Companies striving to increase productivity by running machinery at higher speeds often end up with just more noise, damaged machinery and products, along with excessive vibration. At the same time, machine safety and reliability plummets. A variety of products such as rubber bumpers, springs, cylinder cushions, and shock absorbers are commonly used to solve these problems. However, they vary greatly in effectiveness and operation.
Rubber bumpers and springs, although inexpensive, have an undesirable recoil effect. Most energy absorbed at impact is actually stored. This stored energy is returned to the load, producing rebound and potential for damage to the load and machinery. Rubber bumpers and springs initially provide low resisting forces that increase with the stroke.
Cylinder cushions are limited in their range of operation. They are rarely capable of absorbing the energy generated by the system. By design, cushions have a relatively short stroke and operate at low pressures, resulting in little energy absorption. The remaining energy is transferred to the system, causing shock loading and vibration.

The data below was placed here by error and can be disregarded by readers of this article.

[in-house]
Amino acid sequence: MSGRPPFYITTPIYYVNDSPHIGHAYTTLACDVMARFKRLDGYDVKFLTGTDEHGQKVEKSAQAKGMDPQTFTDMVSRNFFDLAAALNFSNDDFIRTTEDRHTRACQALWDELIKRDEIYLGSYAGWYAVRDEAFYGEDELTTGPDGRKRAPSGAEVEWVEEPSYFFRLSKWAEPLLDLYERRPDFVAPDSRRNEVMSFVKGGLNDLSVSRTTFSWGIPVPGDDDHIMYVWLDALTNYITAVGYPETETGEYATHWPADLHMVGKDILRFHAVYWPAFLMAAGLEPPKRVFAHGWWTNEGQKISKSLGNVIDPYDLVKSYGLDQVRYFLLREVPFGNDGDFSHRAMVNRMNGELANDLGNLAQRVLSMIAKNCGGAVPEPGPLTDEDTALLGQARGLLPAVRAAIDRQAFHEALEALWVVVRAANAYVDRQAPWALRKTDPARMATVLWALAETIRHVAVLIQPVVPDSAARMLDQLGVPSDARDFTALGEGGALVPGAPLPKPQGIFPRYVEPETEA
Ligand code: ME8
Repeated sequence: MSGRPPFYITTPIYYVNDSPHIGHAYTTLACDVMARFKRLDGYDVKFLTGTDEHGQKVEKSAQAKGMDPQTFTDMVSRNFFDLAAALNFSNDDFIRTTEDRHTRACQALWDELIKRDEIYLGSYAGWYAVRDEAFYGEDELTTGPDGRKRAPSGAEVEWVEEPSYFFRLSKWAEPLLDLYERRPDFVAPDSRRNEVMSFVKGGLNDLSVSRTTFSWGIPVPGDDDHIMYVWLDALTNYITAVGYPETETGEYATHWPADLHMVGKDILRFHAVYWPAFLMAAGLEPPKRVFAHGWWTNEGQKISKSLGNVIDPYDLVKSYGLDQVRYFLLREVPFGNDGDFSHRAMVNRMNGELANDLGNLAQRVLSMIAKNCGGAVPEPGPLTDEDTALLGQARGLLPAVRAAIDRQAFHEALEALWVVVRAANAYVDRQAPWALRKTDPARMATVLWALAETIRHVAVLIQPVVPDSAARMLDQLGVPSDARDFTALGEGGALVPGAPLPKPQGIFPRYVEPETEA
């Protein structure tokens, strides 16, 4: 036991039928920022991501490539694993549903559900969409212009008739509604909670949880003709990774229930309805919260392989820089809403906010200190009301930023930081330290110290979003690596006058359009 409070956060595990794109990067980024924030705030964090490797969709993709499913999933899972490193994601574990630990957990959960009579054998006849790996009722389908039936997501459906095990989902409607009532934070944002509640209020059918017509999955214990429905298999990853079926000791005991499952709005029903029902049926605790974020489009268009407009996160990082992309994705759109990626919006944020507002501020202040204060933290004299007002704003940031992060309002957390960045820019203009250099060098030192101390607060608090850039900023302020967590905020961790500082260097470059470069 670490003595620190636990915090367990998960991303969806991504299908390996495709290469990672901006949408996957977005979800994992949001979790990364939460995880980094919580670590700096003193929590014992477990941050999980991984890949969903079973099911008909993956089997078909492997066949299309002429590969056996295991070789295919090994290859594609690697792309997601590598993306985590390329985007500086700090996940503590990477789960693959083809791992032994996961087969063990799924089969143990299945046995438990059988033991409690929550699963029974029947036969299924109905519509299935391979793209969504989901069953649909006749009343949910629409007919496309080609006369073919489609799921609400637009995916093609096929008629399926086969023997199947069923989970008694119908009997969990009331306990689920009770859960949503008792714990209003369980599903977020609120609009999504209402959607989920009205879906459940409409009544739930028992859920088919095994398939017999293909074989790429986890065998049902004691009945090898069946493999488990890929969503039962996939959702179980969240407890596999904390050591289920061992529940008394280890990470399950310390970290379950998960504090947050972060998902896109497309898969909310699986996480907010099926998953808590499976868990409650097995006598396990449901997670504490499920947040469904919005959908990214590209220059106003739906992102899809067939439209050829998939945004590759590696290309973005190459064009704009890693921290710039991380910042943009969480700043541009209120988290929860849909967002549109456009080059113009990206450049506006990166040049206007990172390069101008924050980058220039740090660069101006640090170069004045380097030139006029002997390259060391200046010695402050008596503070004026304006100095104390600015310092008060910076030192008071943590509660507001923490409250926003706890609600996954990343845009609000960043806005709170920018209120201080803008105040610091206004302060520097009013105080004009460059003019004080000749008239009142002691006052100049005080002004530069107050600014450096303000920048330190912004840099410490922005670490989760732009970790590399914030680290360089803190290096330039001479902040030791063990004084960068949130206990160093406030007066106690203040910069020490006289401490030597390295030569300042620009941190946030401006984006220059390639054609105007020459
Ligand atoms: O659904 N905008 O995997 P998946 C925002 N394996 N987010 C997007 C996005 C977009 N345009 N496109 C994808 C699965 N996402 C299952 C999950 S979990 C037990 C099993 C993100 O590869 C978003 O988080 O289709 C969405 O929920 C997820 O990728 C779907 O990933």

Shock absorbers however, provide controlled, predictable deceleration. They convert kinetic energy to thermal energy. More specifically, motion applied to the piston of a hydraulic shock absorber pressurizes the fluid in the shock and forces it to flow through restricting orifices, rapidly heating the fluid. Thermal energy is transferred to the shock absorber's body and harmlessly dissipated to the atmosphere.
AUTOMOTIVE VERSUS INDUSTRIAL SHOCK ABSORBERS
It is important to understand the differences between standard automotive and industrial shock absorbers. Automotive shocks use deflective-beam-and-washer orificing. Industrial shocks use single orifice, multiorifice, and metering-pin configurations. Automotive shocks exert damping forces which vary in direct proportion to the velocity of the piston.
Damping forces in the industrial type however, vary in proportion to the square of the piston velocity.
In addition, damping forces in automotive shocks are independent of the stroke position. Damping force associated with industrial shocks can be either dependent or independent of stroke position.
This information provided by Enidine Inc., Orchard Park, N.Y., www.enidine.com